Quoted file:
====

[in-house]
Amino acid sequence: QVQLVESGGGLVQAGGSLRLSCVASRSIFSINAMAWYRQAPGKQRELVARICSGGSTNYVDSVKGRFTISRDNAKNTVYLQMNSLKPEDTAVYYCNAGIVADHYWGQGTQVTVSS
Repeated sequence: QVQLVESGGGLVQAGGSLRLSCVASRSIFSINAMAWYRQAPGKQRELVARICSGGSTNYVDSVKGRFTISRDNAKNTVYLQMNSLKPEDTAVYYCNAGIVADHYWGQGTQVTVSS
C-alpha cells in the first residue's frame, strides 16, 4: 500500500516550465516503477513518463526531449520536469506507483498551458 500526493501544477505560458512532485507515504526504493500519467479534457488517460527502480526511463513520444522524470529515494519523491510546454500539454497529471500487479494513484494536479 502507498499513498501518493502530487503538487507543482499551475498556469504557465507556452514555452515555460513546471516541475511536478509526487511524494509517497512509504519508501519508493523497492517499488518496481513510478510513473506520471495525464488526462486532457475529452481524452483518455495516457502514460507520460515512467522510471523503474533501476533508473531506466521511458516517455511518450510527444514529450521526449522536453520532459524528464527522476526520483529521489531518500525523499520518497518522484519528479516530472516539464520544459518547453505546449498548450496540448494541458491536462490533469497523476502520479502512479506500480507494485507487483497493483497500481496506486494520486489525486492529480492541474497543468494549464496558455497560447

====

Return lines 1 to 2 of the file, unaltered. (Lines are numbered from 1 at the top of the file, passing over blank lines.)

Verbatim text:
[in-house]
Amino acid sequence: QVQLVESGGGLVQAGGSLRLSCVASRSIFSINAMAWYRQAPGKQRELVARICSGGSTNYVDSVKGRFTISRDNAKNTVYLQMNSLKPEDTAVYYCNAGIVADHYWGQGTQVTVSS